This has been a successfully trodden path for petrochemical and refinery operators in the Middle East in recent years, and analysts expect to see more of this type of activity in 2015 and beyond.

“A good example of this was last year when there was a public announcement that Oman Oil acquired Oxo chemicals in late 2013/early 2014, purely because they wanted access to the Oxo Chemicals portfolio. For Oman, this was a diversification play, and this would be true for most of the other GCC countries too. To summarise, we see this as a real opportunity for the Middle Eastern players,” said Wadivkar.

A decision to acquire foreign owned assets would be a departure from the recent trend in the GCC’s chemical industry, which has seen the majority of producers focusing on the addition of domestic capacity rather than broadening their focus to incorporate specialty chemicals.

The strategy of pushing further down the value chain has long been touted as an ideal way for the GCC to sharpen its competitive edge in the downstream sector. The region’s current production methods are geared towards large scale production of commodity petrochemicals for export to various locations around the world.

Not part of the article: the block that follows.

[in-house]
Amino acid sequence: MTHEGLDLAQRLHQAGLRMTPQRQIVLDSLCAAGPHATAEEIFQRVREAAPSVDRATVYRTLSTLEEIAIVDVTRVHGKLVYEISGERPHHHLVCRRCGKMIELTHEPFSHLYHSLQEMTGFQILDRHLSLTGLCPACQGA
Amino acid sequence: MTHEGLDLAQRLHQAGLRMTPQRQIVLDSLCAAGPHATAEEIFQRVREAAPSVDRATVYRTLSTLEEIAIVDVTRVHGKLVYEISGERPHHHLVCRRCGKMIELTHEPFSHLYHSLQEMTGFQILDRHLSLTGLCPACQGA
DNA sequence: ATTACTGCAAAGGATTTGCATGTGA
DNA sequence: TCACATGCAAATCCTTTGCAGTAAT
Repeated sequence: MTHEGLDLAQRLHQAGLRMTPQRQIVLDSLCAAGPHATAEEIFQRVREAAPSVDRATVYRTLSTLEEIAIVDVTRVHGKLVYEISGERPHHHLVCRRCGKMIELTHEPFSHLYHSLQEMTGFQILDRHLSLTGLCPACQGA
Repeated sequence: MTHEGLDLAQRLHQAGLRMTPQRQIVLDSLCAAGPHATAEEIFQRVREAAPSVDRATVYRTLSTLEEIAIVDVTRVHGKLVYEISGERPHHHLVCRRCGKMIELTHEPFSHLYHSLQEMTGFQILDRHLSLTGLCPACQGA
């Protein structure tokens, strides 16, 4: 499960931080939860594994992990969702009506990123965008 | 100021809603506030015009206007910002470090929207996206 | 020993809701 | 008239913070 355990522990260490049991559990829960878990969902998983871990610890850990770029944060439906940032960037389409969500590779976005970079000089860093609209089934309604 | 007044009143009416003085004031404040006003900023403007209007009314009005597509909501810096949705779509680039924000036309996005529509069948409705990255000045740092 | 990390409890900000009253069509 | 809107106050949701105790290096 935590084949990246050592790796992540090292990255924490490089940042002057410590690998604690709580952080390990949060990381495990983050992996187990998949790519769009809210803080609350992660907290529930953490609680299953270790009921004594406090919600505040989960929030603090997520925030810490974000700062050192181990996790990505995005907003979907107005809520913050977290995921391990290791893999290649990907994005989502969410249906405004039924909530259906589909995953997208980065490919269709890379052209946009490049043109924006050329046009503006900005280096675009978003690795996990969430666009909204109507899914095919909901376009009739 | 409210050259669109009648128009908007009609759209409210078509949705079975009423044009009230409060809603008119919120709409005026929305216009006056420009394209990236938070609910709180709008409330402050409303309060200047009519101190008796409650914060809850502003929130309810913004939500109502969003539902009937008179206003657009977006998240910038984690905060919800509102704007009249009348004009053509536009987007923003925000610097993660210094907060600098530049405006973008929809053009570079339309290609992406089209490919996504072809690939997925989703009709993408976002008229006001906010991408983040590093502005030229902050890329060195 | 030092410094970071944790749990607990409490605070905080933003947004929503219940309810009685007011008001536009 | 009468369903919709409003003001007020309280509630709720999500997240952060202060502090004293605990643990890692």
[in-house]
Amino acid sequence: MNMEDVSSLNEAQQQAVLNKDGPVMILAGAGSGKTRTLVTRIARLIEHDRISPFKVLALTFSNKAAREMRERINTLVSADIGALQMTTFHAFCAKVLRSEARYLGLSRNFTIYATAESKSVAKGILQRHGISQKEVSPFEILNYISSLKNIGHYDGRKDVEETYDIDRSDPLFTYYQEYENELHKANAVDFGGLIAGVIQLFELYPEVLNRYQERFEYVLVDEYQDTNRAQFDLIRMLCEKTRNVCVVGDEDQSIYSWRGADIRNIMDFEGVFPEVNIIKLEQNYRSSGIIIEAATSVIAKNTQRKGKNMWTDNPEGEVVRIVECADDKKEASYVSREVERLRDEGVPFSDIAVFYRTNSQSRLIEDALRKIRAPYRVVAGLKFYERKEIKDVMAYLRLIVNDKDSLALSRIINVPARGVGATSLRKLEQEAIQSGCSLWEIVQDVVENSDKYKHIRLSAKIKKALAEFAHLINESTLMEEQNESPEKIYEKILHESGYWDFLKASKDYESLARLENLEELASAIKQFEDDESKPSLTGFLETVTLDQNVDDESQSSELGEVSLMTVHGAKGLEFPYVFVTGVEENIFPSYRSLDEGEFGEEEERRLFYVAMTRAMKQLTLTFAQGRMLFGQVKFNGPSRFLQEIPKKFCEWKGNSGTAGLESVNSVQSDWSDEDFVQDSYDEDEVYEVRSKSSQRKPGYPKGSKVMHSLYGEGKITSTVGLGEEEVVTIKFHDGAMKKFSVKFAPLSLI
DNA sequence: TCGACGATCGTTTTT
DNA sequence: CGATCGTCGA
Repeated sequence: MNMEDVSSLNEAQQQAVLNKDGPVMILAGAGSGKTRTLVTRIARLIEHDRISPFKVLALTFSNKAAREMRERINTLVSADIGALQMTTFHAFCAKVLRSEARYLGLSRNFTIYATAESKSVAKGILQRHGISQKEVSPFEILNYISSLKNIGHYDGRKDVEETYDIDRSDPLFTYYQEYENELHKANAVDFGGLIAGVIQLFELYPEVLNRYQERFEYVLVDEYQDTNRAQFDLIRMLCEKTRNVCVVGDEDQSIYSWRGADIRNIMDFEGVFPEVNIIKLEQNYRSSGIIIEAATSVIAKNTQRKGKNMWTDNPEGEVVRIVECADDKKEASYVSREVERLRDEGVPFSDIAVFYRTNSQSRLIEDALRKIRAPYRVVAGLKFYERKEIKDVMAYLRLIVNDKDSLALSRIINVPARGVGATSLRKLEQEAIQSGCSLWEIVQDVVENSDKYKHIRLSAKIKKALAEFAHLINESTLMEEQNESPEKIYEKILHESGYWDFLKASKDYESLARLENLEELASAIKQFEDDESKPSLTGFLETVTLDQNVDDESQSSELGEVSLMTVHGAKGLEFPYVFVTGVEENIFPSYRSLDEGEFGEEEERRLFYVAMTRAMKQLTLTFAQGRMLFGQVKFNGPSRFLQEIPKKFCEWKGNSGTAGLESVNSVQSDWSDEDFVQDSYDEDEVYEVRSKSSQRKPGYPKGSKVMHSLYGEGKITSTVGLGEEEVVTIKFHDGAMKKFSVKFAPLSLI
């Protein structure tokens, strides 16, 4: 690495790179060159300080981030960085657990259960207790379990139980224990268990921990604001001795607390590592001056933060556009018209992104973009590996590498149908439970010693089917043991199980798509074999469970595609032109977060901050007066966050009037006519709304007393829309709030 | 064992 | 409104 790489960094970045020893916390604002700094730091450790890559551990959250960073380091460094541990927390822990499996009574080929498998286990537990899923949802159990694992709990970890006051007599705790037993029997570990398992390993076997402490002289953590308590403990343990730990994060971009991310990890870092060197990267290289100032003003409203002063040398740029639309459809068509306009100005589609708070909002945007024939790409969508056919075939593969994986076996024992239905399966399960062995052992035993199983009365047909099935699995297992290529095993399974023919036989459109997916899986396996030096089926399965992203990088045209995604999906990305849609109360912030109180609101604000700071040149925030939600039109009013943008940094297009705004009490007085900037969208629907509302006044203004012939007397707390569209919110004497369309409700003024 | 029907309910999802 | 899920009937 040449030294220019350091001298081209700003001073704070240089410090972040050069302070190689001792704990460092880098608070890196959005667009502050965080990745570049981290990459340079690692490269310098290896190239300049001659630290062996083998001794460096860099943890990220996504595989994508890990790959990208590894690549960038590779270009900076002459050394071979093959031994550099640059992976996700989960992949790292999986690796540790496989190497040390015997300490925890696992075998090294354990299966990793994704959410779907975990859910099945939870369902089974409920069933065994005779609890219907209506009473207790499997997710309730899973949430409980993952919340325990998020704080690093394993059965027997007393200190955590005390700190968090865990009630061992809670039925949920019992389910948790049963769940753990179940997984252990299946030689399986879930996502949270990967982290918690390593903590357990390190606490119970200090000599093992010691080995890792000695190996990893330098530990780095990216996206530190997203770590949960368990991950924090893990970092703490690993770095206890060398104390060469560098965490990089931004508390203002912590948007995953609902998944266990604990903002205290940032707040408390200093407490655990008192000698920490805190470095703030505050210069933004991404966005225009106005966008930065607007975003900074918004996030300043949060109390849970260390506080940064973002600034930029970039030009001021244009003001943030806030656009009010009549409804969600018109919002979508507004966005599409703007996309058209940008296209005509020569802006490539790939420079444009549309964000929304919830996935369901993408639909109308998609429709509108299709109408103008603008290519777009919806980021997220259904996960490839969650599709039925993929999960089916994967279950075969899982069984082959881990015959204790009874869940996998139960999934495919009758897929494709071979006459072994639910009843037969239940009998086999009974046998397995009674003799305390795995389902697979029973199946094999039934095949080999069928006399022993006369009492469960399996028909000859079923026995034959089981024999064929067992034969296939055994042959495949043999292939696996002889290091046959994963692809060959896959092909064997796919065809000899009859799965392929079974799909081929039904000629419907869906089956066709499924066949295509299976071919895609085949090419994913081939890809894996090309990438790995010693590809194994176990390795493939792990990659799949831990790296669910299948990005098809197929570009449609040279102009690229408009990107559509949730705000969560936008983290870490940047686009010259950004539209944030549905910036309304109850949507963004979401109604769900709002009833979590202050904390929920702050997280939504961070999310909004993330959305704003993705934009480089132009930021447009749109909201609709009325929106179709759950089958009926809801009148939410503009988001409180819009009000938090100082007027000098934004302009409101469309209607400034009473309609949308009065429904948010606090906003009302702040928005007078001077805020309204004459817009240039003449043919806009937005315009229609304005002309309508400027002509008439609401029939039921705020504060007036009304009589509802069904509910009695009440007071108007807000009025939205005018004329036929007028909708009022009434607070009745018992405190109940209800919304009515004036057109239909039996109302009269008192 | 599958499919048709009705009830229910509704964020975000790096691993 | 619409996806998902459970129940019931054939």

In order to maximise profitability, the region will need to produce a broader slate of specialty chemicals which can be consumed by the domestic market. Achieving this will be no mean feat, and GCC producers are in the process of doing this through a series of innovative Joint Ventures (most notably Sadara). However, the acquisition of international niche firms could be one way for the region’s key players to accelerate this process.

“Specialty chemicals are definitely important. One of the things that you will see is that the chemicals will be produced more and more using liquid crackers. Traditionally we have had ethane based crackers in the Middle East but that is starting to change. Liquid crackers will enable producers to produce a broader range of specialty products,” said Wadivkar.

“There are definitely opportunities for Middle Eastern players to invest internationally and gain some of that expertise and positions in their downstream businesses,” added Forrest

Factbox:
- 23 The number of M&A mega deals, worth in excess of $1bn in 2014.
- $15mn The average value of global M&A deals.